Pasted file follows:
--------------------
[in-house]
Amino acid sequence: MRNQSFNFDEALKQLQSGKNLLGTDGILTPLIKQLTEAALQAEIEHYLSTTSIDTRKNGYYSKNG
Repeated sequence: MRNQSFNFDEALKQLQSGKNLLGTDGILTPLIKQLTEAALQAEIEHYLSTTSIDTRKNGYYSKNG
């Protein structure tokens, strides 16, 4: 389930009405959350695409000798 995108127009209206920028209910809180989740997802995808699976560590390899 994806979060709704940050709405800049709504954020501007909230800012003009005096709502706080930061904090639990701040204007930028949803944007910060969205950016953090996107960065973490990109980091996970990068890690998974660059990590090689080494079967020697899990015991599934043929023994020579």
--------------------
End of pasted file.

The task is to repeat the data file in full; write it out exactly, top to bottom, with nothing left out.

[in-house]
Amino acid sequence: MRNQSFNFDEALKQLQSGKNLLGTDGILTPLIKQLTEAALQAEIEHYLSTTSIDTRKNGYYSKNG
Repeated sequence: MRNQSFNFDEALKQLQSGKNLLGTDGILTPLIKQLTEAALQAEIEHYLSTTSIDTRKNGYYSKNG
């Protein structure tokens, strides 16, 4: 389930009405959350695409000798 995108127009209206920028209910809180989740997802995808699976560590390899 994806979060709704940050709405800049709504954020501007909230800012003009005096709502706080930061904090639990701040204007930028949803944007910060969205950016953090996107960065973490990109980091996970990068890690998974660059990590090689080494079967020697899990015991599934043929023994020579």